“I believe in America…” Right from the off, a wedding scene that takes up 20 minutes of screen time, there is a scale and gravitas to The Godfather which distinguishes it from its generic, pulp roots. Coppola lavishes enormous care over the film’s verisimilitude, plunging us into a shadowy world where business sustains itself independently of public morality. Only in the mafia, right?
A family saga in more senses than one, Francis Coppola’s enthralling gangster opus aims to chronicle the American experience through the twentieth century. It is both a success story – Vito arrives in Ellis Island with nothing and rises to a position of immense power and wealth – and a study of moral corruption: in order to thrive Vito must engage in murder, extortion, bribery and racketeering; crimes which will culminate in fratricide, the destruction of the family itself.
In the early 1970s The Godfather films’ implication that power and corruption were inextricably linked struck a deep chord with audiences disenchanted with the Nixon administration and still reeling from the assassinations of the 1960s. Although amateur pop culture historians trace the rise of the blockbuster back to Jaws, in truth Coppola’s film was the first 70s movie to transform box office expectations.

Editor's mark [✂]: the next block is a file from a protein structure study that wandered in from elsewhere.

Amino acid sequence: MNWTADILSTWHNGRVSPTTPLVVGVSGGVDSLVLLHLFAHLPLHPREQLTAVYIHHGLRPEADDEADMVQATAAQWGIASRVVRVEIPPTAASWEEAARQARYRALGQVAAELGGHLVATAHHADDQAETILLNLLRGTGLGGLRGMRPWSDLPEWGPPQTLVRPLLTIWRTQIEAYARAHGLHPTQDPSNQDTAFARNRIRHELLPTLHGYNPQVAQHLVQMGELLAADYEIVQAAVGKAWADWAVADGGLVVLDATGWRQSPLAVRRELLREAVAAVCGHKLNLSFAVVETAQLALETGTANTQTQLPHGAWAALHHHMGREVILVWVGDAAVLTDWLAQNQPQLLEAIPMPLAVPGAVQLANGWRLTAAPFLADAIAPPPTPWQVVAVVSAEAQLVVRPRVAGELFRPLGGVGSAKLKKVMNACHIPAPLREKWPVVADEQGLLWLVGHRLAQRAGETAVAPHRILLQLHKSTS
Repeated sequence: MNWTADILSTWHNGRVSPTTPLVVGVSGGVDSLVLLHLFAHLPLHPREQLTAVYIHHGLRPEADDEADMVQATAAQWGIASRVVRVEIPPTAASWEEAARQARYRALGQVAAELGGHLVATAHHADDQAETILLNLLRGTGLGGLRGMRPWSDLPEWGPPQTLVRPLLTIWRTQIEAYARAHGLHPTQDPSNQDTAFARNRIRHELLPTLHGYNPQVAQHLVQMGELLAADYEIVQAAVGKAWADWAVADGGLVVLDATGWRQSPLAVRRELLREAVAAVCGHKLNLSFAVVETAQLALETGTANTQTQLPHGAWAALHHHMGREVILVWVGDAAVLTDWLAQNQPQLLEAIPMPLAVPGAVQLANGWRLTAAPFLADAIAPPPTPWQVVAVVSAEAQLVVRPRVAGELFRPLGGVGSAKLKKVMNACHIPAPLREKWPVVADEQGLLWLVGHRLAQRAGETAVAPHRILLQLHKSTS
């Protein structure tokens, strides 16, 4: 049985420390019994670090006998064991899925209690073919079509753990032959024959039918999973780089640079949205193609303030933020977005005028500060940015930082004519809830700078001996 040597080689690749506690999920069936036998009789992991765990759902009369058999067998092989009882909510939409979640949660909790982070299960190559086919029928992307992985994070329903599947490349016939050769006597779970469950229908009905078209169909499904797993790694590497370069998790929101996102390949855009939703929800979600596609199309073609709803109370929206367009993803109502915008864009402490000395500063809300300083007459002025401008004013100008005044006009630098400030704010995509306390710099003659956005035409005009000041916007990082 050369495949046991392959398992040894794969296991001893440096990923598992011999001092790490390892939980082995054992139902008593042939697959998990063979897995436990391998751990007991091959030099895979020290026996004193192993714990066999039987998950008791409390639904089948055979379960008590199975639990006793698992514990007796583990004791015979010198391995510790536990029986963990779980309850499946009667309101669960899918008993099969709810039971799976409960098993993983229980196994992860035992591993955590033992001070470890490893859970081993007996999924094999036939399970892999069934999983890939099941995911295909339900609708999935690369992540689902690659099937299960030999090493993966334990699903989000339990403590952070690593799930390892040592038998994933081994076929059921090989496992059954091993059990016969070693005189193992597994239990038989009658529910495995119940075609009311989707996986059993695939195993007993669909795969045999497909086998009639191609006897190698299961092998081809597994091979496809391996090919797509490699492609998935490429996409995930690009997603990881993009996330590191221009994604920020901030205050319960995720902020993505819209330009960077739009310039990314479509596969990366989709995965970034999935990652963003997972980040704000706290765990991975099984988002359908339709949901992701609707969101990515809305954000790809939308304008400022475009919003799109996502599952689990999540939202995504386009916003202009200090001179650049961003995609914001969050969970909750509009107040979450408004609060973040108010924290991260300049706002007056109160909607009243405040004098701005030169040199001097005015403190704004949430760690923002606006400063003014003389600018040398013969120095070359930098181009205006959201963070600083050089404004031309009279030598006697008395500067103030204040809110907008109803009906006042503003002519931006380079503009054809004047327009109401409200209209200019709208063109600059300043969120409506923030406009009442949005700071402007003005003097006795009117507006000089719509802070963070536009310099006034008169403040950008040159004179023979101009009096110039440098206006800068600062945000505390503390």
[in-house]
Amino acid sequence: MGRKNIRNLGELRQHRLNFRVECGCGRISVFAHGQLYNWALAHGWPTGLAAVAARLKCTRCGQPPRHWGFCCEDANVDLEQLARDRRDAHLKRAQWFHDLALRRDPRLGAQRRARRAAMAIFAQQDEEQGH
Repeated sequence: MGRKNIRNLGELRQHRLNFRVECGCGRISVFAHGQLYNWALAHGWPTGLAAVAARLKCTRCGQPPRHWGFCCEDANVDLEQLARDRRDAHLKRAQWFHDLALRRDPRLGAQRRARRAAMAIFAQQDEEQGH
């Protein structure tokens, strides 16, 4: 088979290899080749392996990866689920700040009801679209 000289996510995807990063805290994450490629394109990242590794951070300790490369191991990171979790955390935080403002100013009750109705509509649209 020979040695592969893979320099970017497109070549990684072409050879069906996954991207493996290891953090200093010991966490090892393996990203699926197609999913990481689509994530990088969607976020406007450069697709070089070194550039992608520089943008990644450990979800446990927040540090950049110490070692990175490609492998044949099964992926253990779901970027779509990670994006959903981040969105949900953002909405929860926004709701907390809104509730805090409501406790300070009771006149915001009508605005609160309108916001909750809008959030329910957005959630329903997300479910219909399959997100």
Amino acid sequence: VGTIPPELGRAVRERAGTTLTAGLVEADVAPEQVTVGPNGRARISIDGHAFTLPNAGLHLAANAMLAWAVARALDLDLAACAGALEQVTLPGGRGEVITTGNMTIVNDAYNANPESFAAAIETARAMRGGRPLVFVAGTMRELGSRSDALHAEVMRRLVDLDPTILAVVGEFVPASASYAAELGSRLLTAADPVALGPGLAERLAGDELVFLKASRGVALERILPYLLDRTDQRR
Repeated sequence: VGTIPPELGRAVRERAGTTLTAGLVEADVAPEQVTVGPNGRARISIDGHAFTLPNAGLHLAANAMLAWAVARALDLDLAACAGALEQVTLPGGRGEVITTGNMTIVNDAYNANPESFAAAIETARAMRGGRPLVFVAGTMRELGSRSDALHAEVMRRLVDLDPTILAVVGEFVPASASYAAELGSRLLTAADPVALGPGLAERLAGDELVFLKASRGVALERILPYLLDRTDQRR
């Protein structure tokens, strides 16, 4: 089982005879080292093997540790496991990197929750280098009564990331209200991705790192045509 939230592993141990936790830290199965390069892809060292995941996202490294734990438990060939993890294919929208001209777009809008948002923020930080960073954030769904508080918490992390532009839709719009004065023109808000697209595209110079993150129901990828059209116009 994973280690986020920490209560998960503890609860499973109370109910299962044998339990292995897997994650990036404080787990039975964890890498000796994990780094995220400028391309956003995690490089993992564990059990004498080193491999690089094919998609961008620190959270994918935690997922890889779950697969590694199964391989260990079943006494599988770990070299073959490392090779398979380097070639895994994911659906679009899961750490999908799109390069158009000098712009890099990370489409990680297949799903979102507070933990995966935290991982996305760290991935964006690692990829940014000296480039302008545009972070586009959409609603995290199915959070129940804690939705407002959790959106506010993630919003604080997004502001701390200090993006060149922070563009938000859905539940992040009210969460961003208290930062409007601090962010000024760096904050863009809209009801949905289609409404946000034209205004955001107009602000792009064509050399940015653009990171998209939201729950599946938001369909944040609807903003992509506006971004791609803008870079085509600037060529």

A wide, startlingly vivid view of a Mafia dynasty, in which organized crime becomes an obscene nightmare image of American free enterprise. The movie is a popular melodrama with its roots in the gangster films of the 30s, but it expresses a new tragic realism, and it’s altogether extraordinary.
Pauline Kael, New Yorker
The Godfather is arguably the most important American film of the 1970s (especially if both parts are considered together) not only because it struck a deep, mythic chord in most Americans, but also because it demonstrated clearly that a highly popular film need not be superficial…. It looked like an action saga. It wasn’t. It was really a film about relationships and connections: between men and women, between fathers and sons, between business and personal lives. Vito’s tragedy is that he separates them; Michael’s that he can’t.
James Monaco, American Film Now (1979)
July 22 & 27: Introduction from filmmaker Will Ross
Al Pacino, Marlon Brando, Diane Keaton, James Caan, John Cazale, Robert Duvall, John Marley
Best Picture, Best Actor in a Leading Role (Marlon Brando), Best Screenplay, Academy Awards 1973
Albert S. Ruddy
Mario Puzo, Francis Ford Coppola
William Reynolds, Peter Zinner